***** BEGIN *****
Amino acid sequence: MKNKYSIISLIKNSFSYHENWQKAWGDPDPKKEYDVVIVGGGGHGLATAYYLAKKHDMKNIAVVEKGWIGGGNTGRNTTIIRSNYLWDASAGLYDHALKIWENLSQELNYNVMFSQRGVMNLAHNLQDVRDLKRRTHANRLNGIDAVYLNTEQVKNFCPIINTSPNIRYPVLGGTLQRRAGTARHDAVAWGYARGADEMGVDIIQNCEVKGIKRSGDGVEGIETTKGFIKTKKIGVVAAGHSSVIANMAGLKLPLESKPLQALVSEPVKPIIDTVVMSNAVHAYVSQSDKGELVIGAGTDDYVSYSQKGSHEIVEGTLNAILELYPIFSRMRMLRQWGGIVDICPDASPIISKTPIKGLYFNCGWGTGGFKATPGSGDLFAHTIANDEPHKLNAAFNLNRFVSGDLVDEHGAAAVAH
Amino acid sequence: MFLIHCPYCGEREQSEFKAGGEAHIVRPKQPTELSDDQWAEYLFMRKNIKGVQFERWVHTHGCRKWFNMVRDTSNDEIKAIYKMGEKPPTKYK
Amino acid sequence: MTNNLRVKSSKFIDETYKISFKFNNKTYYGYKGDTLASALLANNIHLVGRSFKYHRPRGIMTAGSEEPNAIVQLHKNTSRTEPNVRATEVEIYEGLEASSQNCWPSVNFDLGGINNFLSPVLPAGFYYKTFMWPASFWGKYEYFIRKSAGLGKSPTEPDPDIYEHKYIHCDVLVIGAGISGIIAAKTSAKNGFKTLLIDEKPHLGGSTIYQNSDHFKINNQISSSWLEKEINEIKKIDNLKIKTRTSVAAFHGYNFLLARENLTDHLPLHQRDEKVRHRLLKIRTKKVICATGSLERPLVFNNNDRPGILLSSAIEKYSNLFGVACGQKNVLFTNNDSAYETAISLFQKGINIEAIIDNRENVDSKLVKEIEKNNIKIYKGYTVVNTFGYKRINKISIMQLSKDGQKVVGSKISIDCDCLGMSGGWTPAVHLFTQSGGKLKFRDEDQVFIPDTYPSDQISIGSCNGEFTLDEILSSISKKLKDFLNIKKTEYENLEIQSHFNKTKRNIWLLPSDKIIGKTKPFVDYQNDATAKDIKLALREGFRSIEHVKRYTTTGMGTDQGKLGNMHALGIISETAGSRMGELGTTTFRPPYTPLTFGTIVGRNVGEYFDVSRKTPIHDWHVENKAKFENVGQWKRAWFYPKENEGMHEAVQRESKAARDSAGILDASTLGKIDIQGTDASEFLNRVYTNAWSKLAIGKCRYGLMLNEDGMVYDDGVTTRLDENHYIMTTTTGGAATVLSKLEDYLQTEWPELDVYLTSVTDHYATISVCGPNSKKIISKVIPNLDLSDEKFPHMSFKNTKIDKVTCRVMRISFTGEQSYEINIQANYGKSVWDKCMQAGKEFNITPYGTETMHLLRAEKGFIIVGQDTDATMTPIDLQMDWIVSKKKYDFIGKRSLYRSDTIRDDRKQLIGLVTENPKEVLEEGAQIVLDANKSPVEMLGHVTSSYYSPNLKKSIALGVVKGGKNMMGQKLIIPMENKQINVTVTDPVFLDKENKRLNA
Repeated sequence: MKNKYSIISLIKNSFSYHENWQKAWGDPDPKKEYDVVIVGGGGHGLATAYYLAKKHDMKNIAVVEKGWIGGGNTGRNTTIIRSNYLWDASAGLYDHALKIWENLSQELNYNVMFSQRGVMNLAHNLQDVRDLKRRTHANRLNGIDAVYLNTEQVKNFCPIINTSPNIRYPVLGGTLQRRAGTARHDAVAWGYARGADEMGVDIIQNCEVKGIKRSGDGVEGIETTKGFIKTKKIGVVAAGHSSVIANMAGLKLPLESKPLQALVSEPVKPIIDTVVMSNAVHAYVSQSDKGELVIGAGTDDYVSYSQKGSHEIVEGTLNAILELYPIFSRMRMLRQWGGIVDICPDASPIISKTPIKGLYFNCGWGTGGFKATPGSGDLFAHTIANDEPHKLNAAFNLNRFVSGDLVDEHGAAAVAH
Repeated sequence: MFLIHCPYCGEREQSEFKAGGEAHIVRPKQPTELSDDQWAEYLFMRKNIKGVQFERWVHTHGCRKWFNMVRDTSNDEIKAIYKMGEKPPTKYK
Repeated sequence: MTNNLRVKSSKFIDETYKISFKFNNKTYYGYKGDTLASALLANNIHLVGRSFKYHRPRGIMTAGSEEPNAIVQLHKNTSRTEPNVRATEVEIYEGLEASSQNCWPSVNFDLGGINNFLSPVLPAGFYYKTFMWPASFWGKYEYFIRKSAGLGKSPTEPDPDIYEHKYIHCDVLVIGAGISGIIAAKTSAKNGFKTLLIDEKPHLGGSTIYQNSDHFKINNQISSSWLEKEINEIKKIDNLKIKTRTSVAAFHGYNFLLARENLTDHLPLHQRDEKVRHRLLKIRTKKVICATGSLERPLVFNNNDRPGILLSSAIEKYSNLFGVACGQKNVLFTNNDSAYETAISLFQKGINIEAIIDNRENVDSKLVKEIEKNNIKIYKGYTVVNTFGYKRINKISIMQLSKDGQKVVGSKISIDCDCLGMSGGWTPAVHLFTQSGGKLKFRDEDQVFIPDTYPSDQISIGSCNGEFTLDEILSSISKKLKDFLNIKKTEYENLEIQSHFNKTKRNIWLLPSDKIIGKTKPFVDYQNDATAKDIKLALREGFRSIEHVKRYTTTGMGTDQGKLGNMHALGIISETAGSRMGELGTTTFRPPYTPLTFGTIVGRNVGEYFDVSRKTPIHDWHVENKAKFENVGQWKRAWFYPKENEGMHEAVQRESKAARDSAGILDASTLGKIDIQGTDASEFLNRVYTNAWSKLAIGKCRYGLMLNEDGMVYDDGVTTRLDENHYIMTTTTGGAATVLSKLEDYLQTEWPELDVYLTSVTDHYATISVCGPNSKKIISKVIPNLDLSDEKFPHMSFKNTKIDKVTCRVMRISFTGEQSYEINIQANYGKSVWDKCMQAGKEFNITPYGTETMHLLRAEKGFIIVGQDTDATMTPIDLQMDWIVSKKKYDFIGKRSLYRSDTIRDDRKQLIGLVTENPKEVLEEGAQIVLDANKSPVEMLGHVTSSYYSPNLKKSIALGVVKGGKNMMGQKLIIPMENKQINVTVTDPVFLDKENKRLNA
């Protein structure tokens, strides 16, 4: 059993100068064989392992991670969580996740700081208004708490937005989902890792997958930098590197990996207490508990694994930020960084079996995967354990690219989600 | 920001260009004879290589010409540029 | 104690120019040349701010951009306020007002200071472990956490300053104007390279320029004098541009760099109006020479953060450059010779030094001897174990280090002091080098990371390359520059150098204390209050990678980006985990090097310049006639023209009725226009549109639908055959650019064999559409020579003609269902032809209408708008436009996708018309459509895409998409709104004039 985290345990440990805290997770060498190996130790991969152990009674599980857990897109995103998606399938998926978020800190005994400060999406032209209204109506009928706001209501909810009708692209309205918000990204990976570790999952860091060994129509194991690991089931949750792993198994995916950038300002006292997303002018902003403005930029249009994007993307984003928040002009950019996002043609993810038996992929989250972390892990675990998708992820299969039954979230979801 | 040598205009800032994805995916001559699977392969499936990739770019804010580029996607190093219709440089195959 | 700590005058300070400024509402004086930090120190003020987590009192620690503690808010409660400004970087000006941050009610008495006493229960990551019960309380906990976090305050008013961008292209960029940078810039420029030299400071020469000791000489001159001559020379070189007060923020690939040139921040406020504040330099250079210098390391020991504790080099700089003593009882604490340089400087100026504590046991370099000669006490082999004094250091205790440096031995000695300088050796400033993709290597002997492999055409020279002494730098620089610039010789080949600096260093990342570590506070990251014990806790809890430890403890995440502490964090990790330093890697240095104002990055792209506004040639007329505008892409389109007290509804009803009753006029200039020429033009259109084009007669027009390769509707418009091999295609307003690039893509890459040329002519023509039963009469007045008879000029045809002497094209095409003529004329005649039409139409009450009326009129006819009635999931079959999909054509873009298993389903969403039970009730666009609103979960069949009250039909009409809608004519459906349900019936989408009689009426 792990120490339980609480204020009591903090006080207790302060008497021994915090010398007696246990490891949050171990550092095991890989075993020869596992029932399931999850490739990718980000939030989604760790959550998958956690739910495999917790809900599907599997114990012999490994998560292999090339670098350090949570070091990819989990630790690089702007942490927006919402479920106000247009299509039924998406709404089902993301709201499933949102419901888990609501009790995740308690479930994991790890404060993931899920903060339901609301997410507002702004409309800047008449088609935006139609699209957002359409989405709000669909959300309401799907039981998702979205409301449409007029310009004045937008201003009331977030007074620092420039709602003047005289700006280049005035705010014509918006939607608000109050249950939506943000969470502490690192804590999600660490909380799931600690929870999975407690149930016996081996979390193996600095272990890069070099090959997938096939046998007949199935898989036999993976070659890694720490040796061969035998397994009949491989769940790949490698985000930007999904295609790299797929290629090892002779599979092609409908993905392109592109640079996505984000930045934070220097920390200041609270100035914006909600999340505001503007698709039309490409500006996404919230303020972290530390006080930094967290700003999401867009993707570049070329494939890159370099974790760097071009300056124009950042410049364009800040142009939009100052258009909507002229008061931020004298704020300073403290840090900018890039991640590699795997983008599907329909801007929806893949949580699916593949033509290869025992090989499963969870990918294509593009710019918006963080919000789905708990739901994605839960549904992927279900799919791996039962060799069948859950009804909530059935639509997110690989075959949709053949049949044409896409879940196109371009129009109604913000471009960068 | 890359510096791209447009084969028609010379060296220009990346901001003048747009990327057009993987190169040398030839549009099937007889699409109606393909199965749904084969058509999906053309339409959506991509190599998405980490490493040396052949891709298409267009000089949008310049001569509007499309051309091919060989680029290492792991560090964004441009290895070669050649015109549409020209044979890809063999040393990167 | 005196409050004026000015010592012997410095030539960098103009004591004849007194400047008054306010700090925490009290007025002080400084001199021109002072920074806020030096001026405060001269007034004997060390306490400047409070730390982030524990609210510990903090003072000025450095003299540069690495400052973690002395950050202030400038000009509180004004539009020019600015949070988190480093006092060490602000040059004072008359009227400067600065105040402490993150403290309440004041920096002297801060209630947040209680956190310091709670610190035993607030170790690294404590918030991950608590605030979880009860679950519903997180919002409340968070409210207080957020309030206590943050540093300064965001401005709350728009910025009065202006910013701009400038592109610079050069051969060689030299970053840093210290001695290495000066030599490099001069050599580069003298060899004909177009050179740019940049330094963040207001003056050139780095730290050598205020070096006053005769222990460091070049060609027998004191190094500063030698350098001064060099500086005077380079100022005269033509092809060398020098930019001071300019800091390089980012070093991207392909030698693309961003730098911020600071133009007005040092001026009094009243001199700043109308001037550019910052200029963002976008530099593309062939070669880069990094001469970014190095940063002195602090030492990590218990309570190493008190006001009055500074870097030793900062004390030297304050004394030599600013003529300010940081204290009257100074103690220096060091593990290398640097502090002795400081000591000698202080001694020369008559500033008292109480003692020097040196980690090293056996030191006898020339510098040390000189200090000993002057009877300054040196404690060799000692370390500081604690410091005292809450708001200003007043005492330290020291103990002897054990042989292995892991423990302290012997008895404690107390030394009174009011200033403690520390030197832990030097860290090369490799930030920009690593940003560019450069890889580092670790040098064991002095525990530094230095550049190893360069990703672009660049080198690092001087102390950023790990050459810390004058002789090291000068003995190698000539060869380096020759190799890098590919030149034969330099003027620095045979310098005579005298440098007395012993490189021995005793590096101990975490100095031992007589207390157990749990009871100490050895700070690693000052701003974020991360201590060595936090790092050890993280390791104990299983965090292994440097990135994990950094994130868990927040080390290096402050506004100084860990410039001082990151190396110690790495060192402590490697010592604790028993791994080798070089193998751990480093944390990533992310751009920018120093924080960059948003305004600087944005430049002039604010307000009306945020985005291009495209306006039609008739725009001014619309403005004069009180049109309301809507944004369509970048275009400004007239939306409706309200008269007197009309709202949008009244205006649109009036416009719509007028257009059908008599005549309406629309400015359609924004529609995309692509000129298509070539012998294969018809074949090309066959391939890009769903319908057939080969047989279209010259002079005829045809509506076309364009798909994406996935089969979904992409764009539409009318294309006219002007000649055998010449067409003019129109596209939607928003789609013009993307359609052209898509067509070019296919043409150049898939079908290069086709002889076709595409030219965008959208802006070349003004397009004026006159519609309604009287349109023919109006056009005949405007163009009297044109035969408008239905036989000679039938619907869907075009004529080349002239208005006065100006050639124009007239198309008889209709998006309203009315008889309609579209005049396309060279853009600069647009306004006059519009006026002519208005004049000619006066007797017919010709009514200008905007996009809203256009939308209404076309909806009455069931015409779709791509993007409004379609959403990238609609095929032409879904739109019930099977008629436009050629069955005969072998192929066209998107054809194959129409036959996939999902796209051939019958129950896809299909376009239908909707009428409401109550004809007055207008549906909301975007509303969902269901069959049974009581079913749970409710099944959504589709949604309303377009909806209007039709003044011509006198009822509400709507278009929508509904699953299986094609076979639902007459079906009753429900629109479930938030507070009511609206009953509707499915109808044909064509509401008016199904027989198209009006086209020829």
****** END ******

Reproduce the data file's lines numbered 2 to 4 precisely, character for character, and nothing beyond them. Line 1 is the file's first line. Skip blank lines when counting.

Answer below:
Amino acid sequence: MFLIHCPYCGEREQSEFKAGGEAHIVRPKQPTELSDDQWAEYLFMRKNIKGVQFERWVHTHGCRKWFNMVRDTSNDEIKAIYKMGEKPPTKYK
Amino acid sequence: MTNNLRVKSSKFIDETYKISFKFNNKTYYGYKGDTLASALLANNIHLVGRSFKYHRPRGIMTAGSEEPNAIVQLHKNTSRTEPNVRATEVEIYEGLEASSQNCWPSVNFDLGGINNFLSPVLPAGFYYKTFMWPASFWGKYEYFIRKSAGLGKSPTEPDPDIYEHKYIHCDVLVIGAGISGIIAAKTSAKNGFKTLLIDEKPHLGGSTIYQNSDHFKINNQISSSWLEKEINEIKKIDNLKIKTRTSVAAFHGYNFLLARENLTDHLPLHQRDEKVRHRLLKIRTKKVICATGSLERPLVFNNNDRPGILLSSAIEKYSNLFGVACGQKNVLFTNNDSAYETAISLFQKGINIEAIIDNRENVDSKLVKEIEKNNIKIYKGYTVVNTFGYKRINKISIMQLSKDGQKVVGSKISIDCDCLGMSGGWTPAVHLFTQSGGKLKFRDEDQVFIPDTYPSDQISIGSCNGEFTLDEILSSISKKLKDFLNIKKTEYENLEIQSHFNKTKRNIWLLPSDKIIGKTKPFVDYQNDATAKDIKLALREGFRSIEHVKRYTTTGMGTDQGKLGNMHALGIISETAGSRMGELGTTTFRPPYTPLTFGTIVGRNVGEYFDVSRKTPIHDWHVENKAKFENVGQWKRAWFYPKENEGMHEAVQRESKAARDSAGILDASTLGKIDIQGTDASEFLNRVYTNAWSKLAIGKCRYGLMLNEDGMVYDDGVTTRLDENHYIMTTTTGGAATVLSKLEDYLQTEWPELDVYLTSVTDHYATISVCGPNSKKIISKVIPNLDLSDEKFPHMSFKNTKIDKVTCRVMRISFTGEQSYEINIQANYGKSVWDKCMQAGKEFNITPYGTETMHLLRAEKGFIIVGQDTDATMTPIDLQMDWIVSKKKYDFIGKRSLYRSDTIRDDRKQLIGLVTENPKEVLEEGAQIVLDANKSPVEMLGHVTSSYYSPNLKKSIALGVVKGGKNMMGQKLIIPMENKQINVTVTDPVFLDKENKRLNA
Repeated sequence: MKNKYSIISLIKNSFSYHENWQKAWGDPDPKKEYDVVIVGGGGHGLATAYYLAKKHDMKNIAVVEKGWIGGGNTGRNTTIIRSNYLWDASAGLYDHALKIWENLSQELNYNVMFSQRGVMNLAHNLQDVRDLKRRTHANRLNGIDAVYLNTEQVKNFCPIINTSPNIRYPVLGGTLQRRAGTARHDAVAWGYARGADEMGVDIIQNCEVKGIKRSGDGVEGIETTKGFIKTKKIGVVAAGHSSVIANMAGLKLPLESKPLQALVSEPVKPIIDTVVMSNAVHAYVSQSDKGELVIGAGTDDYVSYSQKGSHEIVEGTLNAILELYPIFSRMRMLRQWGGIVDICPDASPIISKTPIKGLYFNCGWGTGGFKATPGSGDLFAHTIANDEPHKLNAAFNLNRFVSGDLVDEHGAAAVAH